Pirates are nothing if not canny businessmen. According Kenya’s Business Daily, Somali pirates have dropped their ransom demands by as much as 50% in the wake of the Kenyan military incursion into Somalia. It’s a bit like a shopping mall sale, with the pirates trying to get rid of their stock before they’re forced to release it for nothing. By SIMON ALLISON.
Kenya didn’t go into Somalia looking for pirates. Its target is Al Shabaab militants. But Al Shabaab is intricately (if not directly) involved in the pirate industry, and the pressure on them has put huge pressure on the pirates’ supply lines. It’s also made the pirates wonder if they might be targeted next. As a result, they’re trying to offload their ill-gotten gains.
“Pirates are keener than before to make sure negotiations for the release of at least nine vessels held in Somalia are completed,” said a manager at shipping agent based in Mombasa, who wished to remain anonymous, speaking to Business Daily. “It is clear the trend is due to the military operation in Somalia.”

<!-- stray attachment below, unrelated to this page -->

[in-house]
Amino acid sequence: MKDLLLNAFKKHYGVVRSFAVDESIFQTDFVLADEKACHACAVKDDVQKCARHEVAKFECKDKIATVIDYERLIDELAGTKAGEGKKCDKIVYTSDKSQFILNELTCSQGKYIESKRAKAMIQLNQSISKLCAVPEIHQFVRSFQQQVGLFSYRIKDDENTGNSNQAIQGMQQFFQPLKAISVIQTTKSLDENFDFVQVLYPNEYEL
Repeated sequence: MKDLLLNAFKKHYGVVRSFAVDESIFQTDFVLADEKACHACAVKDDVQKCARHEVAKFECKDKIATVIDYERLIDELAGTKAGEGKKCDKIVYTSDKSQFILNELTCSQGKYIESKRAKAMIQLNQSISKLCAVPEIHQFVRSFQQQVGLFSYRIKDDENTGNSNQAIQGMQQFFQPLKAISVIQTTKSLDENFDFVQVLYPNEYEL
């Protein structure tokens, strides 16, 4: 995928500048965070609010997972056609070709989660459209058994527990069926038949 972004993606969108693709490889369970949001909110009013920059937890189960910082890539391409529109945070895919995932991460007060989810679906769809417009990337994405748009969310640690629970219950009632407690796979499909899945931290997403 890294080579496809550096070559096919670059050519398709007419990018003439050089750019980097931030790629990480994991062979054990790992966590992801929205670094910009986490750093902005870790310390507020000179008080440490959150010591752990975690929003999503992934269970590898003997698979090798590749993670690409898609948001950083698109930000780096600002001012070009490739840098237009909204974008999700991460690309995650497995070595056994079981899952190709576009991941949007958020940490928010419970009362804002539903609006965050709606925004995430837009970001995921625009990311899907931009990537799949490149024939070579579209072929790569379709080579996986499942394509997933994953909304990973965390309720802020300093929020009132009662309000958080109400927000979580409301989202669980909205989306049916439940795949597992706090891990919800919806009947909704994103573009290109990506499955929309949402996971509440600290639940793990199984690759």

One vessel, the Algerian MV Blida, was initially held for a ransom of $6 million after being hijacked at the beginning of this year with 27 crew on board. After the Kenyan incursion, this demand was brought down to $3.5 million. This was paid and the vessel freed.
Piracy in Somalia is a huge industry, with estimates valuing it at anywhere between $4.9 billion and $8.3 billion. Most pirates operate in the semi-autonomous region of Puntland, which has not been targeted by either the Kenyan forces or the African Union mission based in Mogadishu. However, the pirate menace has spread further south into Al Shabaab areas as well. DM
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